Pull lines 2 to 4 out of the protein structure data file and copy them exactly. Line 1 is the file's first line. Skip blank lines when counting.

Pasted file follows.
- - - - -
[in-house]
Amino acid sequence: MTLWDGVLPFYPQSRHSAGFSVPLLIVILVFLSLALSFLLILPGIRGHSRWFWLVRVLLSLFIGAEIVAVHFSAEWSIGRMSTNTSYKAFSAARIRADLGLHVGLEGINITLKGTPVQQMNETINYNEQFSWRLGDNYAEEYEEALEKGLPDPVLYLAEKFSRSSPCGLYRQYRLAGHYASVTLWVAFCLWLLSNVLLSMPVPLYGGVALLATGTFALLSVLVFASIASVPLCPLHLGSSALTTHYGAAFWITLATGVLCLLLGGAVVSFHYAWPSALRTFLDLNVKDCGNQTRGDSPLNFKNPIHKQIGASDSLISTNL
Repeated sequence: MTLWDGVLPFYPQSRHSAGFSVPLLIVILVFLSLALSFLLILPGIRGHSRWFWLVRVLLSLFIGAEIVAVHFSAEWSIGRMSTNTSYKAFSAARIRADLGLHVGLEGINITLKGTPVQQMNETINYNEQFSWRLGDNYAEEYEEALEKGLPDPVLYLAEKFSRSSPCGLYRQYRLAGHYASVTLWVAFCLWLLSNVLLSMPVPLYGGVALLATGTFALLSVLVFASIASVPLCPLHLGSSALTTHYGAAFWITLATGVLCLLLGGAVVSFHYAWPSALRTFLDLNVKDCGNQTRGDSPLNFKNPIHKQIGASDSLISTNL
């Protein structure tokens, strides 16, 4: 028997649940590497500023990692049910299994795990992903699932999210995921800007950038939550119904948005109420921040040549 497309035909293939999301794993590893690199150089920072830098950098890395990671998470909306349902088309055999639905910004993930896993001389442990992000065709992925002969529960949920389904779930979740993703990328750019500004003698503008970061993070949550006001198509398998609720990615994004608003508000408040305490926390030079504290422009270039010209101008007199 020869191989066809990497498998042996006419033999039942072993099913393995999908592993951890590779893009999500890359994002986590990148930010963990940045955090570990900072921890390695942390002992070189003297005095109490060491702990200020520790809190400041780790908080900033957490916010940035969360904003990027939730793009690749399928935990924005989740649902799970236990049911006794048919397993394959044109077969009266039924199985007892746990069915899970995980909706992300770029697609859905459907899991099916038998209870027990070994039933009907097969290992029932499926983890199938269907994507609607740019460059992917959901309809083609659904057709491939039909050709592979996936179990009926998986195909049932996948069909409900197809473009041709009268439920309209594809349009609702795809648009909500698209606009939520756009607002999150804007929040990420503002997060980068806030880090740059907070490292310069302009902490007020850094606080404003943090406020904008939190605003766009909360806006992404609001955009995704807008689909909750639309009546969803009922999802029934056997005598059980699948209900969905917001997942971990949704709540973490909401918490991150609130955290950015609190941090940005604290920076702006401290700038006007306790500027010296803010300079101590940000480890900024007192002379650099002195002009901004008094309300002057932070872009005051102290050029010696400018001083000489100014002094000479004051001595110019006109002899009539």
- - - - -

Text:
Amino acid sequence: MTLWDGVLPFYPQSRHSAGFSVPLLIVILVFLSLALSFLLILPGIRGHSRWFWLVRVLLSLFIGAEIVAVHFSAEWSIGRMSTNTSYKAFSAARIRADLGLHVGLEGINITLKGTPVQQMNETINYNEQFSWRLGDNYAEEYEEALEKGLPDPVLYLAEKFSRSSPCGLYRQYRLAGHYASVTLWVAFCLWLLSNVLLSMPVPLYGGVALLATGTFALLSVLVFASIASVPLCPLHLGSSALTTHYGAAFWITLATGVLCLLLGGAVVSFHYAWPSALRTFLDLNVKDCGNQTRGDSPLNFKNPIHKQIGASDSLISTNL
Repeated sequence: MTLWDGVLPFYPQSRHSAGFSVPLLIVILVFLSLALSFLLILPGIRGHSRWFWLVRVLLSLFIGAEIVAVHFSAEWSIGRMSTNTSYKAFSAARIRADLGLHVGLEGINITLKGTPVQQMNETINYNEQFSWRLGDNYAEEYEEALEKGLPDPVLYLAEKFSRSSPCGLYRQYRLAGHYASVTLWVAFCLWLLSNVLLSMPVPLYGGVALLATGTFALLSVLVFASIASVPLCPLHLGSSALTTHYGAAFWITLATGVLCLLLGGAVVSFHYAWPSALRTFLDLNVKDCGNQTRGDSPLNFKNPIHKQIGASDSLISTNL
């Protein structure tokens, strides 16, 4: 028997649940590497500023990692049910299994795990992903699932999210995921800007950038939550119904948005109420921040040549 497309035909293939999301794993590893690199150089920072830098950098890395990671998470909306349902088309055999639905910004993930896993001389442990992000065709992925002969529960949920389904779930979740993703990328750019500004003698503008970061993070949550006001198509398998609720990615994004608003508000408040305490926390030079504290422009270039010209101008007199 020869191989066809990497498998042996006419033999039942072993099913393995999908592993951890590779893009999500890359994002986590990148930010963990940045955090570990900072921890390695942390002992070189003297005095109490060491702990200020520790809190400041780790908080900033957490916010940035969360904003990027939730793009690749399928935990924005989740649902799970236990049911006794048919397993394959044109077969009266039924199985007892746990069915899970995980909706992300770029697609859905459907899991099916038998209870027990070994039933009907097969290992029932499926983890199938269907994507609607740019460059992917959901309809083609659904057709491939039909050709592979996936179990009926998986195909049932996948069909409900197809473009041709009268439920309209594809349009609702795809648009909500698209606009939520756009607002999150804007929040990420503002997060980068806030880090740059907070490292310069302009902490007020850094606080404003943090406020904008939190605003766009909360806006992404609001955009995704807008689909909750639309009546969803009922999802029934056997005598059980699948209900969905917001997942971990949704709540973490909401918490991150609130955290950015609190941090940005604290920076702006401290700038006007306790500027010296803010300079101590940000480890900024007192002379650099002195002009901004008094309300002057932070872009005051102290050029010696400018001083000489100014002094000479004051001595110019006109002899009539």